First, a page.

Document Type Master's Dissertation Author Van Aswegen, Anina firstname.lastname@example.org URN etd-01092012-091646 Document Title The hidden constituents of cost of capital Degree MCom Department Financial Management Supervisor
Advisor Name Title Prof D G Gouws Supervisor Keywords
- hybrid financial instruments
- capital structure
- cost of capital
- opportunity cost
- debt-equity debate
- intellectual capital
- accounting book entries
- deferred tax
Date 2012-04-16 Availability unrestricted AbstractThe concept of capital has been a much debated issue throughout economic, accounting and finance history. In economics it was defined as the financial resources utilised by companies while other definitions indicated it represented the actual capital goods themselves. This dualistic meaning of capital has led to various interpretations of the concept of capital and these different interpretations can also be found in the cost of capital model. The cost of capital model is a decision-useful financial tool employed by management to make decisions regarding the financing of projects, performance measurement and risk and return management. The two main forms of funding are debt and equity resources. The cost of capital model was built on the accounting interpretation and classification of the different debt and equity sources of funding. As time went by the financial markets became more sophisticated and new innovative instruments were introduced to help raise financing for companies. Some of these sophisticated instruments and accounting book entries are normally not included in discussion on capital structure and the cost of capital model. The aim of this research is to unbundle and understand the different dimensions of the cost of capital with special focus on the impact of accounting classification on hybrid financial instruments and certain accounting book entries. The balance sheet items that have revealed themselves as grey areas of the accounting classification and the hidden constituents of the cost of capital include accounting book entries such as deferred tax and accumulated depreciation, hybrid financial instruments and the effect of cash. Currently these instruments pose questions as to their proper debt-equity classification or can have an impact on the capital structure of an organisation. An adjusted model will be presented that will incorporate any hidden areas related to the debt-equity accounting classification schema. The introduction of these items into the cost of capital model will make it more robust and it will become an even more decision-useful tool for management and analysts a like.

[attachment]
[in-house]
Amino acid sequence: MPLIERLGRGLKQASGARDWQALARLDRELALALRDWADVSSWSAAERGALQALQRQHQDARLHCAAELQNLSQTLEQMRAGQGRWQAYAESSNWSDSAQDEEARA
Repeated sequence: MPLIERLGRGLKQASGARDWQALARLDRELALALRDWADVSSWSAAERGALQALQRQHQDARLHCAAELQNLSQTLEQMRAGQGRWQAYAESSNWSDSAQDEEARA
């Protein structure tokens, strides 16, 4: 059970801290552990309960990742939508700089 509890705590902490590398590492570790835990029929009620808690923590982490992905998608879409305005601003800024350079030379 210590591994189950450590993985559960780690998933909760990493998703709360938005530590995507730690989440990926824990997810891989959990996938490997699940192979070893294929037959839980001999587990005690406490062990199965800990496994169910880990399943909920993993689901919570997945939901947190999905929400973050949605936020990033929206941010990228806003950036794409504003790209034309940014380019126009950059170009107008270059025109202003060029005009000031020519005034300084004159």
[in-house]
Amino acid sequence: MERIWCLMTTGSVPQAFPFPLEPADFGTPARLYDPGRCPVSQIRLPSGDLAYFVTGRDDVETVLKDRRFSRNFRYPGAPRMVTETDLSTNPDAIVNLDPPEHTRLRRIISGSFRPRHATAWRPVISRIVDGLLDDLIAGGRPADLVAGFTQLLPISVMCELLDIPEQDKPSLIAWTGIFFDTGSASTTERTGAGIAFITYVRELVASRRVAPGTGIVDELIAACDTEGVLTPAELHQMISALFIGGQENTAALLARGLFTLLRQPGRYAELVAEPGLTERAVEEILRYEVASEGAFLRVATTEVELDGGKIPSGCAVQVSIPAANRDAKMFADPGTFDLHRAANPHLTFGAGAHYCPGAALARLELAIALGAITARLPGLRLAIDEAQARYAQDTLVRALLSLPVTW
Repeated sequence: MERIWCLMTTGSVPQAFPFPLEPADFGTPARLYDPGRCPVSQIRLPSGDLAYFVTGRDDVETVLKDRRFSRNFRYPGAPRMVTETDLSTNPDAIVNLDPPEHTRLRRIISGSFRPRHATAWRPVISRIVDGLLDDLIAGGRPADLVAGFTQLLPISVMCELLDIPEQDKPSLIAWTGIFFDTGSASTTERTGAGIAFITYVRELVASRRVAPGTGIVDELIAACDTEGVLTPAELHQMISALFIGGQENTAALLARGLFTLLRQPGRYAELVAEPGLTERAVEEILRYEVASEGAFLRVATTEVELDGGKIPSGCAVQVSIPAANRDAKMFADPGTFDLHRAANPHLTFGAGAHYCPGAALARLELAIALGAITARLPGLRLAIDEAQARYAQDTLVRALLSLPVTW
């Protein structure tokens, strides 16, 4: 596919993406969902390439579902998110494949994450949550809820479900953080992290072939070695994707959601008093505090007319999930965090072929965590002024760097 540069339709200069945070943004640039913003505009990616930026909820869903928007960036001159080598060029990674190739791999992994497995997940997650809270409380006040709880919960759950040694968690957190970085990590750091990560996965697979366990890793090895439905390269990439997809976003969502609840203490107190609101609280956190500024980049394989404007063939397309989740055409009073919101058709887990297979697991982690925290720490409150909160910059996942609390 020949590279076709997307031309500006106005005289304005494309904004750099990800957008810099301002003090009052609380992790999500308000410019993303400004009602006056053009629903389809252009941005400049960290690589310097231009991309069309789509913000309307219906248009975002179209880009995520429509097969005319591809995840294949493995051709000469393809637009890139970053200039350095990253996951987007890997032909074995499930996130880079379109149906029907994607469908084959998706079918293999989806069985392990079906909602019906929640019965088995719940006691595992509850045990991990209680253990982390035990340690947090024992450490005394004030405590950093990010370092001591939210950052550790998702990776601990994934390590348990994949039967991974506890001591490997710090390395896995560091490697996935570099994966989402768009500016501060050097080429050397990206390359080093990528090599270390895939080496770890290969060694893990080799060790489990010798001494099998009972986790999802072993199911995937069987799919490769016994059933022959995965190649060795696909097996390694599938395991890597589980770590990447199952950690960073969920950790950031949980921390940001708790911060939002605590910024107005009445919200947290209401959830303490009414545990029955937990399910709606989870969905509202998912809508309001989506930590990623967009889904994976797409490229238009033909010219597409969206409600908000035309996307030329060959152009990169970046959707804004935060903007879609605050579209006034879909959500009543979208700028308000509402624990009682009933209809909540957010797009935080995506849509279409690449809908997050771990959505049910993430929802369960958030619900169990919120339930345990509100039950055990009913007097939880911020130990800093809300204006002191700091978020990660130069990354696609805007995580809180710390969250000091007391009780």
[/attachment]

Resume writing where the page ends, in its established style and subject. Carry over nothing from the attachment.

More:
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Please cite as follows:
Van Aswegen, A 2011, The hidden constituents of cost of capital, MCom dissertation, University of Pretoria, Pretoria, viewed yymmdd < http://upetd.up.ac.za/thesis/available/etd-01092012-091646 / >
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